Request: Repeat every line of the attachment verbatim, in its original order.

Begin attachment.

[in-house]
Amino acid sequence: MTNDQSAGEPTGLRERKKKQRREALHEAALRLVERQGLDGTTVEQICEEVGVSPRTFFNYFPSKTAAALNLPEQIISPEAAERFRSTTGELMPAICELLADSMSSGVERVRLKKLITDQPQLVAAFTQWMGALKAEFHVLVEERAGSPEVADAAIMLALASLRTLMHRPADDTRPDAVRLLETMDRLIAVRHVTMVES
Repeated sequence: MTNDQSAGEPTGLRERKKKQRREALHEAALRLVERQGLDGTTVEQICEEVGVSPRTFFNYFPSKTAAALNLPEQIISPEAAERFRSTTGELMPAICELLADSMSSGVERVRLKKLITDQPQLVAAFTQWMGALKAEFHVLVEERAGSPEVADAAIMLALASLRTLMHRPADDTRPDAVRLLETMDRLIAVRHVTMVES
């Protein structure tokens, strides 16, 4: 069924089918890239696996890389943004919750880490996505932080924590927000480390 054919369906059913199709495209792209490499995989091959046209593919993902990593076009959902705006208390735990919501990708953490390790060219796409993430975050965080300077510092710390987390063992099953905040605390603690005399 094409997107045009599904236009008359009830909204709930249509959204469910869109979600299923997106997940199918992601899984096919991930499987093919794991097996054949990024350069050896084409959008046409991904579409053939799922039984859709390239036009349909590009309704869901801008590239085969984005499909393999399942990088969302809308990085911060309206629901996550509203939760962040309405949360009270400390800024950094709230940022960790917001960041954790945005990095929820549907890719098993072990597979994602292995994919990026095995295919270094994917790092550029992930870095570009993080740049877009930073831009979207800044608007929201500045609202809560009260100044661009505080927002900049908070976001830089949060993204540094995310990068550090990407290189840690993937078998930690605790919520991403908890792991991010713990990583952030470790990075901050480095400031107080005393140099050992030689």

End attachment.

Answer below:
[in-house]
Amino acid sequence: MTNDQSAGEPTGLRERKKKQRREALHEAALRLVERQGLDGTTVEQICEEVGVSPRTFFNYFPSKTAAALNLPEQIISPEAAERFRSTTGELMPAICELLADSMSSGVERVRLKKLITDQPQLVAAFTQWMGALKAEFHVLVEERAGSPEVADAAIMLALASLRTLMHRPADDTRPDAVRLLETMDRLIAVRHVTMVES
Repeated sequence: MTNDQSAGEPTGLRERKKKQRREALHEAALRLVERQGLDGTTVEQICEEVGVSPRTFFNYFPSKTAAALNLPEQIISPEAAERFRSTTGELMPAICELLADSMSSGVERVRLKKLITDQPQLVAAFTQWMGALKAEFHVLVEERAGSPEVADAAIMLALASLRTLMHRPADDTRPDAVRLLETMDRLIAVRHVTMVES
């Protein structure tokens, strides 16, 4: 069924089918890239696996890389943004919750880490996505932080924590927000480390 054919369906059913199709495209792209490499995989091959046209593919993902990593076009959902705006208390735990919501990708953490390790060219796409993430975050965080300077510092710390987390063992099953905040605390603690005399 094409997107045009599904236009008359009830909204709930249509959204469910869109979600299923997106997940199918992601899984096919991930499987093919794991097996054949990024350069050896084409959008046409991904579409053939799922039984859709390239036009349909590009309704869901801008590239085969984005499909393999399942990088969302809308990085911060309206629901996550509203939760962040309405949360009270400390800024950094709230940022960790917001960041954790945005990095929820549907890719098993072990597979994602292995994919990026095995295919270094994917790092550029992930870095570009993080740049877009930073831009979207800044608007929201500045609202809560009260100044661009505080927002900049908070976001830089949060993204540094995310990068550090990407290189840690993937078998930690605790919520991403908890792991991010713990990583952030470790990075901050480095400031107080005393140099050992030689």